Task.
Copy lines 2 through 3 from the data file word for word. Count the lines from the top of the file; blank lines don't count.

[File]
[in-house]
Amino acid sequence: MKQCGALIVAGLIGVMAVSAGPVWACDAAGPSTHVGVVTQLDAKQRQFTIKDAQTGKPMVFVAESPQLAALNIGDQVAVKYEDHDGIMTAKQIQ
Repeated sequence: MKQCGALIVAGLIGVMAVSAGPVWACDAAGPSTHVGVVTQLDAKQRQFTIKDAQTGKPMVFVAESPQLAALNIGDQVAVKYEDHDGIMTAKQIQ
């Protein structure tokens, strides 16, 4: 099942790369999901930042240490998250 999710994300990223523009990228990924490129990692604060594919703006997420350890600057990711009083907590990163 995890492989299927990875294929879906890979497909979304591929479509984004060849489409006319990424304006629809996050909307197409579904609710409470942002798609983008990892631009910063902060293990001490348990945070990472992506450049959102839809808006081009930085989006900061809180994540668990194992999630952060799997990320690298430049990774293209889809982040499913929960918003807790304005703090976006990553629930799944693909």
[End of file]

Amino acid sequence: MKQCGALIVAGLIGVMAVSAGPVWACDAAGPSTHVGVVTQLDAKQRQFTIKDAQTGKPMVFVAESPQLAALNIGDQVAVKYEDHDGIMTAKQIQ
Repeated sequence: MKQCGALIVAGLIGVMAVSAGPVWACDAAGPSTHVGVVTQLDAKQRQFTIKDAQTGKPMVFVAESPQLAALNIGDQVAVKYEDHDGIMTAKQIQ